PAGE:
The stories of the saints show us time and time again how God can take the unfortunate and sinful events of our lives and bring about good. The life of St. Kentigern is an example of God’s redeeming intervention.
Kentigern’s mother, Thenaw, was not married when she became pregnant. Her father, the British prince Lothus, was so angry with her that he banished her from his kingdom – even, according to some legends, pushing her off a cliff in a wagon. By the grace of God, Thenaw survived her father’s violent rage and sailed north to Scotland. Here, she enlisted the help of a monk, (St.) Servan (or Serf), in raising and educating her son. Kentigern was, therefore, brought up in the Irish monastic tradition, living an austere life, with much time spent in prayer and reciting of Psalms. His mentor gave Kentigern the nick-name “Mungo”, which means “dear one”.
At about the age of 25, Kentigern left the monastery of his childhood and began his missionary work. He settled along the river Clyde where he was welcomed by the Christian king. Many were brought to the Christian faith through the teaching of Kentigern and he founded a monastery which attracted many monks. The community became known as “glasgu” or “dear family” and the city of Glasgow grew up around the monastery. Around the year 540, Irish bishops consecrated Kentigern as bishop for the kingdom of Strathclyde.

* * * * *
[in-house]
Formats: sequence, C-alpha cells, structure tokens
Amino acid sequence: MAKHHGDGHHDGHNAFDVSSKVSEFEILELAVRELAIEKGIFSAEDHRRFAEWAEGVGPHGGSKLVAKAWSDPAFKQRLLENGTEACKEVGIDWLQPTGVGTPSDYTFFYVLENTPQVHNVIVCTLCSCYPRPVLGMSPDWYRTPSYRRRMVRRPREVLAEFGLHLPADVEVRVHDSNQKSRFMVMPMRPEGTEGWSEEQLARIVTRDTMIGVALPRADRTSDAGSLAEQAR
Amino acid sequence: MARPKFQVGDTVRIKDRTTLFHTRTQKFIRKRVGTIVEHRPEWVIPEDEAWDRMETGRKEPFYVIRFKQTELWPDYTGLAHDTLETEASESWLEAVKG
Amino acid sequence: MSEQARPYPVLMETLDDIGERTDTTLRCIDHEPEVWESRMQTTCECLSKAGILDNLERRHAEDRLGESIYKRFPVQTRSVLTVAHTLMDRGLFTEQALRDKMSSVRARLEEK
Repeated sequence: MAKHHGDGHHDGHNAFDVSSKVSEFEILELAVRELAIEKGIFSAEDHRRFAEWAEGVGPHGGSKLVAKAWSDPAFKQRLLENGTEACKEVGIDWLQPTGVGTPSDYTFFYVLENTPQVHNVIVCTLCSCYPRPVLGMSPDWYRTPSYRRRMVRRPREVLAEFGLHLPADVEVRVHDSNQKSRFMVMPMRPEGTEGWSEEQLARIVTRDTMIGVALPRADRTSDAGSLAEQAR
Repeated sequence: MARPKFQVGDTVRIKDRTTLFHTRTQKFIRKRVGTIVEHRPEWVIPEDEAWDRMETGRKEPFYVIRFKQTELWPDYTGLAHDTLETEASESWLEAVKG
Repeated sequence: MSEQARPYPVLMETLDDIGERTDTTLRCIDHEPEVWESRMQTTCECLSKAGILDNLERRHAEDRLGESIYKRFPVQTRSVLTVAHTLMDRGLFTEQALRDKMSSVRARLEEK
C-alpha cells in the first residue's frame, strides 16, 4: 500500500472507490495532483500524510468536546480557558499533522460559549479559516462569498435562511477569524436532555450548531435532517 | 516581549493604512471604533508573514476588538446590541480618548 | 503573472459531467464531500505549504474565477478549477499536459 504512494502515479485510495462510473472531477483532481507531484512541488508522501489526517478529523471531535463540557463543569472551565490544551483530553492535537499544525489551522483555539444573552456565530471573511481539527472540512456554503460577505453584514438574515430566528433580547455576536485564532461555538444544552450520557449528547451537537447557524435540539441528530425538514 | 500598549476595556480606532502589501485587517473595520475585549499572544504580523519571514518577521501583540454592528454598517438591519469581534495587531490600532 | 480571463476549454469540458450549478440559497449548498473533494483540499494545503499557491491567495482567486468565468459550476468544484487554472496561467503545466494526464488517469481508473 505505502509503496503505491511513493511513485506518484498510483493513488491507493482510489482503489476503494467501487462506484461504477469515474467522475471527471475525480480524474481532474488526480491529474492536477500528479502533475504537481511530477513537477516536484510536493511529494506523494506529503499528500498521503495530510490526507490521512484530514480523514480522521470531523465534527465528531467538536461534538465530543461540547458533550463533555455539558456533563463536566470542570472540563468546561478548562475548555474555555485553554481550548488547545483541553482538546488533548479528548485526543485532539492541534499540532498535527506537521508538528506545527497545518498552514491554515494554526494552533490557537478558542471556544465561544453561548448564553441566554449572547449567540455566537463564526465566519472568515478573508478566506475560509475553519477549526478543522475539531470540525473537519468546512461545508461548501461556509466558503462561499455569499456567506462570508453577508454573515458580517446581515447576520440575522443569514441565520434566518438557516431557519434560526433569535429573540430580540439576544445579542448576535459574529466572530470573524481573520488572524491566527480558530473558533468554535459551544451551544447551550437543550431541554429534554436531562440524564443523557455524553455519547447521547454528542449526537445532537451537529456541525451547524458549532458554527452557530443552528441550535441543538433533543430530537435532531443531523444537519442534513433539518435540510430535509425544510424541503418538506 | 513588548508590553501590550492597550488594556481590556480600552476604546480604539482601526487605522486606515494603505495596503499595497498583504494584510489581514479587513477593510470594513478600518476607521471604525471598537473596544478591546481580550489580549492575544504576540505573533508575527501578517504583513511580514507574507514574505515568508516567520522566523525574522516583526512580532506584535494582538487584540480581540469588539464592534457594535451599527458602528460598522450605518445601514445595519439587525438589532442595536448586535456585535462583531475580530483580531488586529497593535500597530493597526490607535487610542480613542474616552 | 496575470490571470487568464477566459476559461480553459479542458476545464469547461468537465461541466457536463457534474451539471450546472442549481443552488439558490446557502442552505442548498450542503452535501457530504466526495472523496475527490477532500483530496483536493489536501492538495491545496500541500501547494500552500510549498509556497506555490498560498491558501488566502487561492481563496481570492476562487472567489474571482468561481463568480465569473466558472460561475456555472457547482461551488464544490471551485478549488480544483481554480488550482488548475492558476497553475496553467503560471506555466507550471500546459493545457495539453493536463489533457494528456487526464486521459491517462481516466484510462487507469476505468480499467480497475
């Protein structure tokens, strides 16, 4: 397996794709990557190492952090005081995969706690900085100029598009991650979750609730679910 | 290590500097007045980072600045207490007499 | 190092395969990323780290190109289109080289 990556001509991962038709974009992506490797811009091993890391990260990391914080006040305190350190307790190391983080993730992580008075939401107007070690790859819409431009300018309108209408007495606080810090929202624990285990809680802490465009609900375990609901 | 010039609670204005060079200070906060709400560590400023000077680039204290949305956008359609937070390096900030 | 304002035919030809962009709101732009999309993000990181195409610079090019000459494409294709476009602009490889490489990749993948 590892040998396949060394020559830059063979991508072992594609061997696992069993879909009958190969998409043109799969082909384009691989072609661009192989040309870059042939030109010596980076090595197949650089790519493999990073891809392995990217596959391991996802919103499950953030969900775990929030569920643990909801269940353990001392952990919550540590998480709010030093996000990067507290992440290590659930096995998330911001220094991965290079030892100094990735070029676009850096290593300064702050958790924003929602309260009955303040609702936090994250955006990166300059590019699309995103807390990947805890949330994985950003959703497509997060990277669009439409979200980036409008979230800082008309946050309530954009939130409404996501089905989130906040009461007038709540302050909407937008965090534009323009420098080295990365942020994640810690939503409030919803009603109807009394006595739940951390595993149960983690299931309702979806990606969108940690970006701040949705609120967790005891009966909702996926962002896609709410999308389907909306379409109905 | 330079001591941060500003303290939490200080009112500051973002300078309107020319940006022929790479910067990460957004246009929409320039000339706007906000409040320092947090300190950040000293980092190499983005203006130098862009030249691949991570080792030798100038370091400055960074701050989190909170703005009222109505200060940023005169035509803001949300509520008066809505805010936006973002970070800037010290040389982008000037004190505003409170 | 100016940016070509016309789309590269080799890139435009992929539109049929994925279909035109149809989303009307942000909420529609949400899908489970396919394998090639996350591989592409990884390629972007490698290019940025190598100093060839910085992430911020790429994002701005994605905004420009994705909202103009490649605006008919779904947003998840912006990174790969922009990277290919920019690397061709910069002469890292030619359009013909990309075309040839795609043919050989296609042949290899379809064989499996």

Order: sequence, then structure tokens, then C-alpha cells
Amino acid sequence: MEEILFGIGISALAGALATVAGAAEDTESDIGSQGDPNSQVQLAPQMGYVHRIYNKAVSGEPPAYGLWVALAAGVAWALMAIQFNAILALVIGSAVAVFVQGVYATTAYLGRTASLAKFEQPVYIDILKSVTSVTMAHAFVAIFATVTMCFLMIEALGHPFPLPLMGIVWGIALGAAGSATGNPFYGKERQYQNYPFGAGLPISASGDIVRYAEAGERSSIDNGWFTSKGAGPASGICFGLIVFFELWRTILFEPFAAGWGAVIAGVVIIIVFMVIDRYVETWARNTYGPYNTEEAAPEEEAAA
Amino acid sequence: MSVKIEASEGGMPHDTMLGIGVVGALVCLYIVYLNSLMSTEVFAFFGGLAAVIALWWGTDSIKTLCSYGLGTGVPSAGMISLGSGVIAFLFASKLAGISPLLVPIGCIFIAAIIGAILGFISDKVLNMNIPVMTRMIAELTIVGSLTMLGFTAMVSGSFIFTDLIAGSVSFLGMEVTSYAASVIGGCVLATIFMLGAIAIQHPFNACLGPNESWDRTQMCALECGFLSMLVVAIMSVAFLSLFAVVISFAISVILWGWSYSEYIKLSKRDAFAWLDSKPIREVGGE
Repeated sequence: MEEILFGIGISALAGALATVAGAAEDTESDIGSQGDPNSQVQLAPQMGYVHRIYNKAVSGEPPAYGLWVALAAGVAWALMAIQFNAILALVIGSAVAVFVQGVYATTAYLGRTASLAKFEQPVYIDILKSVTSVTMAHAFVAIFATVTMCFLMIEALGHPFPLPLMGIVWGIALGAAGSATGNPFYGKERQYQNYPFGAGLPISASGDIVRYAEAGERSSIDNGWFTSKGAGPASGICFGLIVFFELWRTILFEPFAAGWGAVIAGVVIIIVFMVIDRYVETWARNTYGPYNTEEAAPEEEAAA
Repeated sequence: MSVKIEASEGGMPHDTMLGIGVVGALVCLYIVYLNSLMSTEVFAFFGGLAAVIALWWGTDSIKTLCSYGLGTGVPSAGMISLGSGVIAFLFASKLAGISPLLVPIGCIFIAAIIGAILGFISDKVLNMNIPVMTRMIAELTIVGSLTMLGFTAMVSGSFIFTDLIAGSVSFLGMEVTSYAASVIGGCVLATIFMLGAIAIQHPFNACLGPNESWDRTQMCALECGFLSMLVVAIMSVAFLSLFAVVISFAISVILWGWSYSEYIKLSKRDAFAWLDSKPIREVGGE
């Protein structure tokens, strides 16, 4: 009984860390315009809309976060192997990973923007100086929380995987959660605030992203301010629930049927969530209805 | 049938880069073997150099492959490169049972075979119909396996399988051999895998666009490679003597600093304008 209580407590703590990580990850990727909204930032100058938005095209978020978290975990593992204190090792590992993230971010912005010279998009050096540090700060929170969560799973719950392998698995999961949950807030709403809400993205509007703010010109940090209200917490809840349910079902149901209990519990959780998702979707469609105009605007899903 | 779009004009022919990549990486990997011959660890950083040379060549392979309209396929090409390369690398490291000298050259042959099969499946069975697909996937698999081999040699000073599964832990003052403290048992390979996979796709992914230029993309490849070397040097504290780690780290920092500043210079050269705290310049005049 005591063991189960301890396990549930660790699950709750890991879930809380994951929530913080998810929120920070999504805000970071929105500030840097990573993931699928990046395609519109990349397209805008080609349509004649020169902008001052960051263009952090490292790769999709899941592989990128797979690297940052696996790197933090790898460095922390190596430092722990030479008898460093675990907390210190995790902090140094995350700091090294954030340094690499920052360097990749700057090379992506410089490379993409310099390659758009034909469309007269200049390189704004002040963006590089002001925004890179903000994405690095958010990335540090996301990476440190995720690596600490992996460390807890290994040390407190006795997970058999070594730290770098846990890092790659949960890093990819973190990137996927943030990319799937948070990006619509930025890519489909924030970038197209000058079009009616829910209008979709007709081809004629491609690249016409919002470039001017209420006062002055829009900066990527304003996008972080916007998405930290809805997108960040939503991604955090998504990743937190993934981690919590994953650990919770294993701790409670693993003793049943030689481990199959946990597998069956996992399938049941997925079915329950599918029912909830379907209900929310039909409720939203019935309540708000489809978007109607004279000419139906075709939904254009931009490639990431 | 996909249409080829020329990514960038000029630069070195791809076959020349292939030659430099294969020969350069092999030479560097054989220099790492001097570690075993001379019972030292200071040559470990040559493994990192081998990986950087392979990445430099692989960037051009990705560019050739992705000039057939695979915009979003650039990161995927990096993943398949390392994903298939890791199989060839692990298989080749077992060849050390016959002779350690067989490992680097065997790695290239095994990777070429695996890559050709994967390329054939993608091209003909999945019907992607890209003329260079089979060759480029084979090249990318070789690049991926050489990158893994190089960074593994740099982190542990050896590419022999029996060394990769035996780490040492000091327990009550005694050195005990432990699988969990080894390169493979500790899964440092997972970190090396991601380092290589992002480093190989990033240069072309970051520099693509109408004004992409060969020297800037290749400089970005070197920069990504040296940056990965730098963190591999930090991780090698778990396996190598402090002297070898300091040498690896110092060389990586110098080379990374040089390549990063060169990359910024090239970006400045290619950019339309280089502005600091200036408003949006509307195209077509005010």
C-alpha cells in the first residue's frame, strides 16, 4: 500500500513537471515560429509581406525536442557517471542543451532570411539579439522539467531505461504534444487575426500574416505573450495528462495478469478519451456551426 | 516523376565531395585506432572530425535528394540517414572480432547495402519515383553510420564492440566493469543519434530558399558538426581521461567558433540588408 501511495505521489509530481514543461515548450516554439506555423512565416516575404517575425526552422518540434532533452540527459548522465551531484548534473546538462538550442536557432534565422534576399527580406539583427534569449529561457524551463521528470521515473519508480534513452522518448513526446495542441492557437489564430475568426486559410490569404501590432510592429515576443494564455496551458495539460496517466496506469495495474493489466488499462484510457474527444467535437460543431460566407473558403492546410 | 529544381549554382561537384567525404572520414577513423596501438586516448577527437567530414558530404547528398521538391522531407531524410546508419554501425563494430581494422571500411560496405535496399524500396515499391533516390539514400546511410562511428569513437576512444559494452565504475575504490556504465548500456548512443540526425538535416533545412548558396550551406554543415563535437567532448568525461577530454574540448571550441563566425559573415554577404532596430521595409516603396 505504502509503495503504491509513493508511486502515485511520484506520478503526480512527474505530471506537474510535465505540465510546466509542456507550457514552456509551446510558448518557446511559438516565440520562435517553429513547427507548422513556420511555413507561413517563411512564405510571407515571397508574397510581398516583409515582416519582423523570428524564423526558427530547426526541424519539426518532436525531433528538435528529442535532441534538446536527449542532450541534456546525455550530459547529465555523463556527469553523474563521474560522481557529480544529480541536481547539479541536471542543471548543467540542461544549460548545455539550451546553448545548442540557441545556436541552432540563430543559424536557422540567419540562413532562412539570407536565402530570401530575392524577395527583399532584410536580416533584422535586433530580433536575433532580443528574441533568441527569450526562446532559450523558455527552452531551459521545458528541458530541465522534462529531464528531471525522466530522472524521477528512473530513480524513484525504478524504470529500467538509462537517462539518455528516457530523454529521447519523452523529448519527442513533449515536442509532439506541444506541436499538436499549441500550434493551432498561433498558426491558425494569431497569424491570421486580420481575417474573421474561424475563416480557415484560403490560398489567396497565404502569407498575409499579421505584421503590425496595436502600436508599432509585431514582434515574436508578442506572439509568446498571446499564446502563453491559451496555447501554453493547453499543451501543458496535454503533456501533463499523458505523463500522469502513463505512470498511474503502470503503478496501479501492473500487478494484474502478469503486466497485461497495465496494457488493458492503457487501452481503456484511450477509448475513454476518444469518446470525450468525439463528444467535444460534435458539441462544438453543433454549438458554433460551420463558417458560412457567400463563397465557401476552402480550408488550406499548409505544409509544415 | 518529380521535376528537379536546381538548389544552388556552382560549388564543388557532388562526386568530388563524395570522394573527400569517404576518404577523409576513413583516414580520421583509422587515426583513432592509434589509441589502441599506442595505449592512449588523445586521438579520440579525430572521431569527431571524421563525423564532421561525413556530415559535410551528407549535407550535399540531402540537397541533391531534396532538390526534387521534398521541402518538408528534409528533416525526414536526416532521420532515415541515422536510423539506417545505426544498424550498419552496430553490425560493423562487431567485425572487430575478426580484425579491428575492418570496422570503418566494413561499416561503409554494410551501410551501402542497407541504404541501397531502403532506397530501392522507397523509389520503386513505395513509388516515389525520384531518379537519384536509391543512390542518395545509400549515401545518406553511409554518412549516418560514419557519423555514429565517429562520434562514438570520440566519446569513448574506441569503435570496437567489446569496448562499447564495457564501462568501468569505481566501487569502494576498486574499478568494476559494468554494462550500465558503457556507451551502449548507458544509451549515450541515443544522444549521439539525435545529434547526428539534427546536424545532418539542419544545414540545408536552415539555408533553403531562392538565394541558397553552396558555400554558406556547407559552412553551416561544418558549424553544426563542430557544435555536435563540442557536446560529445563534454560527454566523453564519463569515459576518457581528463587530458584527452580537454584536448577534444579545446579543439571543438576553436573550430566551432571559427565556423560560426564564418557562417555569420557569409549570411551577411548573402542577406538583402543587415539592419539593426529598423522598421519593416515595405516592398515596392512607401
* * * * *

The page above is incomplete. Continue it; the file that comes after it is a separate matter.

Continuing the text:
But the smooth path of Kentigern’s life since his mother entrusted him to St. Servan came to an end around 553 when the people of Strathclyde were incited to reject Christianity and return to their former pagan practices. Kentigern left his monastery and exiled himself to Wales. There he first stayed with St. David and then, bringing good out of the evil of his loss in Scotland, he founded another monastery at Llanelwy. When in 573, the tide had turned in Scotland and Bishop Kentigern was able to return, he left this Welsh monastery under the guidance of one of the holy monks, St. Asaph by which name it was later called.
Bishop Kentigern first settled in Hoddam and then returned to Glasgow around 581. St. Columba visited him here and, as a sign of monastic friendship, the two exchanged pastoral staves. On January 13, the octave of Epiphany, in the year 603, St. Kentigern gave up this earthly life. He had cooperated with God’s plan for his life. Despite the unfortunate circumstances of his conception, he had been brought up as a faithful servant of God; despite the failure to maintain Christianity in Scotland for a time, he had strengthened the faith in Wales and then returned to Scotland for more missionary work.
We give thanks to God for the example of St. Kentigern and we ask for his prayers on our behalf. Holy Kentigern, pray for us.